An even better way to put it might be that the folks back home have made clear they’re fed up with Congress’s breath-taking incompetence.
“Confidence in Congress, whether it is a Democrat or Republican led Congress is at an all time low,” said Meadows. “People believe that it doesn’t matter which party is in power. It doesn’t matter who is in control. They don’t expect a whole lot to get done.”
Meadows is correct that voters don’t have much faith in Congress regardless of which party holds the reins. But the more pressing question for lawmakers is who gets blamed for the freak show. Let’s just say that, with the GOP controlling both chambers and the White House, its members are looking particularly twitchy these days.
You know who else is fed up with congressional failure? Donald Trump. Indeed, according to one Hill conservative who preferred to remain nameless, the president and his peeps are all for keeping lawmakers in town until they actually pass some major legislation. Or in official Congress-speak: “Conversations with senior administration officials would indicate a very supportive position of staying and accomplishing the president’s agenda.”
Trump may have been itching to waterboard Freedom Caucusers when they were screwing up his Obamacare plans back in March. But in this instance, he sees them as on the side of the angels—i.e., his side.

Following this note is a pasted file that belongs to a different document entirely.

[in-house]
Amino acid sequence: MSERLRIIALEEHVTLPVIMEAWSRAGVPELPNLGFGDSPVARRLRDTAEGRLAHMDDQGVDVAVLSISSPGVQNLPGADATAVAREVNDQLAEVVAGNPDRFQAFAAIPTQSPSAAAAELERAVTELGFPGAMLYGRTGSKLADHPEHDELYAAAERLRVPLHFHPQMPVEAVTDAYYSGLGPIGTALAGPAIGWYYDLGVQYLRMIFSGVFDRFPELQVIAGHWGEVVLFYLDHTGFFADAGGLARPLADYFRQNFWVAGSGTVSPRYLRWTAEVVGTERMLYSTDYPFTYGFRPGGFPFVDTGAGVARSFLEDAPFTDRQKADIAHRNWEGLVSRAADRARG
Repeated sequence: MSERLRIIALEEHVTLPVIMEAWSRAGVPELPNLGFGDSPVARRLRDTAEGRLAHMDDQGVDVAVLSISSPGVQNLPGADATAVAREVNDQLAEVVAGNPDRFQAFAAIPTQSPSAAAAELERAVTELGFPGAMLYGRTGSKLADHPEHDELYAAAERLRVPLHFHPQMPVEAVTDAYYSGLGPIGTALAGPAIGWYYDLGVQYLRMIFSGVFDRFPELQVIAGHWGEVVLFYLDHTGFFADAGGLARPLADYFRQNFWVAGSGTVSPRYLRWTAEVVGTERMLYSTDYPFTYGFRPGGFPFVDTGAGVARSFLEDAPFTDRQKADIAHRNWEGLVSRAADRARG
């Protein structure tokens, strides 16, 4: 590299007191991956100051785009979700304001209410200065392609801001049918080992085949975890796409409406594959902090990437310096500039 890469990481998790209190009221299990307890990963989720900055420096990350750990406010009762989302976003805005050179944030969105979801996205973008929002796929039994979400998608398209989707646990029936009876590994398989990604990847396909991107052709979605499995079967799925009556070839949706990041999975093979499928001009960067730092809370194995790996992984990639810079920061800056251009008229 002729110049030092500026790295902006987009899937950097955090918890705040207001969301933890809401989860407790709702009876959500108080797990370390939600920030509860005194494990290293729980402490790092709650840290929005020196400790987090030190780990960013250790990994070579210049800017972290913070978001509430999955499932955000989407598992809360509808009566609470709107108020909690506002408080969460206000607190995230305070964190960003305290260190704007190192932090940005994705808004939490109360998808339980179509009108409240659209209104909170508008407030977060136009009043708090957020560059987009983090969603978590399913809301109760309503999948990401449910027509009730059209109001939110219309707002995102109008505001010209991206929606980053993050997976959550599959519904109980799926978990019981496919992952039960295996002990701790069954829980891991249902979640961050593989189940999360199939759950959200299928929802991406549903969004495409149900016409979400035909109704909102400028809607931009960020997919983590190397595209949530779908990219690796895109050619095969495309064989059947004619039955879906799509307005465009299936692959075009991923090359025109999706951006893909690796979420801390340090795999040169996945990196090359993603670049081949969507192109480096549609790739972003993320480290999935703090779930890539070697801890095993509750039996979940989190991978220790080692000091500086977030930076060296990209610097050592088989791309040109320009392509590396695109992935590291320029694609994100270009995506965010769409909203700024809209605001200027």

As much as it pains me, I have to agree with Trump on this one. With the congressional plate even fuller than usual—and nothing moving fast, if at all—why should lawmakers trundle off to the beach or the mountains or their cozy beds back home? Recess is for closers. Everybody else needs to suck it up and stay late until the work gets done.
And don’t blather to me about how the time members spend back in the district talking with real constituents is even more important than time spent in the Washington cesspool. That may be true in general, but being a functioning grown-up means figuring out how to prioritize. And when confronting a crazy number of mind-numbingly difficult policy issues to address in a short amount of time, says Meadows, “all of us [should] answer the question, ‘Is the best use of our time going back to the district for the month of August?’ ”
For many Democrats, the answer might well be yes. But for the ruling party? Not so much.
“It’s incumbent upon us break the mold and start to rebuild trust,” insisted Meadows. “What better way to do it than to, say, break the norm of going home for five weeks in August and the first part of September and actually work into the wee hours of the morning until we get things done?”
To this end, Meadows & Co. would like to see “a very definitive statement that says we’re going to accomplish x, y, and z before we leave in July or before we leave period.”
Is he optimistic this will happen? Of course not. The man’s not delusional. “I haven’t heard a whole lot of support coming from leadership,” he acknowledged.